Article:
A Community to Support You
University of Arizona Law students benefit from the mentorship and support of their fellow classmates and faculty. The University of Arizona Native American Law Students Association creates a welcoming and supportive environment for students and is one of the largest chapters in the country. The Indigenous Peoples Law and Policy (IPLP) Program also brings a global cohort of graduate students who are legal scholars and advocates from Indigenous communities across the world.
Unparalleled Experiential Learning Opportunities
The IPLP Program provides students with unparalleled clinical opportunities. We offer three year-round faulty-led clinics focused on working with tribes and Indigenous communities across the world. Students get the opportunity to work closely with tribal leaders, institutions, and courts to promote justice in Indian country and work on a wide range of Indigenous human rights advocacy projects in the United Nations and other international human rights bodies.
Leaders in Indigenous Peoples Law and Policy
Faculty at the Indigenous Peoples Law and Policy (IPLP) Program instill a strong understanding of the legal foundations of federal Indian law, tribal self-determination, and the trust responsibility, informed by developing norms of contemporary international law respecting Indigenous peoples’ human rights. We equip students with the critical thinking skills and lawyering tools needed to develop innovative and effective legal strategies and policy initiatives to promote and advance the rights of Indigenous communities across Indian Country and throughout the world.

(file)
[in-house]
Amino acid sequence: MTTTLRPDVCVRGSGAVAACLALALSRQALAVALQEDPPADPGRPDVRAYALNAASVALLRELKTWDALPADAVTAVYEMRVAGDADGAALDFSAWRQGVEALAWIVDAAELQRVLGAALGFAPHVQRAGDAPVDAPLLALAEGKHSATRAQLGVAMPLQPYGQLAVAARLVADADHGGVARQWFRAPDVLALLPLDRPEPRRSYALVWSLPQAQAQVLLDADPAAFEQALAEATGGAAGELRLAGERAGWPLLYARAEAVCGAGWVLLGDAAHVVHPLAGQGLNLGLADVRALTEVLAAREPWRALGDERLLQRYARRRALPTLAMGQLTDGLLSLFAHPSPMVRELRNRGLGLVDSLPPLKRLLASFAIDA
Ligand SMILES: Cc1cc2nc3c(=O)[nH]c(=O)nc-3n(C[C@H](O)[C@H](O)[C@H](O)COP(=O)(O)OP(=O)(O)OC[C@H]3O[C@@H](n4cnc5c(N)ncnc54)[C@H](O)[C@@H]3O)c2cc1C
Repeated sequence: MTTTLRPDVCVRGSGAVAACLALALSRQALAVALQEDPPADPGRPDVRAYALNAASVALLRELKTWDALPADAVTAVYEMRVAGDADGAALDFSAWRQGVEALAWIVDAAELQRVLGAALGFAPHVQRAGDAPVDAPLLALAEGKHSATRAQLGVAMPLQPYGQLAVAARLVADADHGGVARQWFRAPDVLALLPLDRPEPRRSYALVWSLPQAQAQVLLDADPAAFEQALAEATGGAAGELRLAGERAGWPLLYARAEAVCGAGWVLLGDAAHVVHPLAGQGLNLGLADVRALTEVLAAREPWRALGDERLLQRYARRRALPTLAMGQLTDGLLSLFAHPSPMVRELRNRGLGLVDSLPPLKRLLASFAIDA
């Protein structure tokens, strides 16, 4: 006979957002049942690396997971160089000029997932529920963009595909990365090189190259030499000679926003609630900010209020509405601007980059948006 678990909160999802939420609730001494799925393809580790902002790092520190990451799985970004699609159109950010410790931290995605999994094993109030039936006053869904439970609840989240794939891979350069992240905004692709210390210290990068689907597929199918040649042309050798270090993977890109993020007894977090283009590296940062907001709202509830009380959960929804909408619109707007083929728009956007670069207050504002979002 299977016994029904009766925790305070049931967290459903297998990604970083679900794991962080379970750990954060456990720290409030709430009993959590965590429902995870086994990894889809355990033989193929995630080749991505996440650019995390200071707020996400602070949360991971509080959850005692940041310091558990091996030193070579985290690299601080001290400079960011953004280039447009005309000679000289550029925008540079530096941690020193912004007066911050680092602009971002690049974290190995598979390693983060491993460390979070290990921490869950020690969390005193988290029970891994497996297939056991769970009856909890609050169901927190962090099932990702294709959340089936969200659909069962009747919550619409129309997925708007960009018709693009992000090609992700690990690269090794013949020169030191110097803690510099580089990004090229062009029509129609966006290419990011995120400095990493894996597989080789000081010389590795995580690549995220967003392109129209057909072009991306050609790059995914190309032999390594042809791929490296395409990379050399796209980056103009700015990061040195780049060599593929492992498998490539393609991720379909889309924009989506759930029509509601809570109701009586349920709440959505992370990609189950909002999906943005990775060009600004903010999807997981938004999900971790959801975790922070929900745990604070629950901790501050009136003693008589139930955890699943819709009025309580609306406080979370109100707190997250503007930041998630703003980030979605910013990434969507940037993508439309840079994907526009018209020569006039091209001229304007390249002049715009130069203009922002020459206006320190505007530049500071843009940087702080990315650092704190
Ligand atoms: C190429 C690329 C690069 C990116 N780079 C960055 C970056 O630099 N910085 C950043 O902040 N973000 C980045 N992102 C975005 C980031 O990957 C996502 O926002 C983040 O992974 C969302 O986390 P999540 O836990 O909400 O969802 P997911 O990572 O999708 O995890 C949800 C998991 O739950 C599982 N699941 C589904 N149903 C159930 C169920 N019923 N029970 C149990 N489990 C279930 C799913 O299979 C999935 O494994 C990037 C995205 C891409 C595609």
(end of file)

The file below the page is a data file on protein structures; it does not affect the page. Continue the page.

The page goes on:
The faculty at IPLP have extensive experience in a wide range of fields and roles including:
- Federal Indian law
- Indigenous peoples’ law, policy, and human rights
- International and domestic environmental and natural resource law
- Economic development within Indigenous communities
- Tribal governance and self-determination
- Native Nation Building
- Indigenous Entrepreneurship
- Jurisdiction within Indian Country
- Constitutions of Indigenous Nations
- Critical race theory
- Cultural property law
- Indigenous Food Sovereignty
- Intergovernmental Relations
- Native Economic Development
- Implementing the Violence Against Women Act within tribal communities
- Serving as tribal court judges
- Representing Indigenous communities before the United States Supreme Court, domestic courts in Latin America, the Inter-American Court of Human Rights, the Inter-American Commission on Human Rights, the United Nations Working Group on Indigenous Peoples, and the Supreme Court of Canada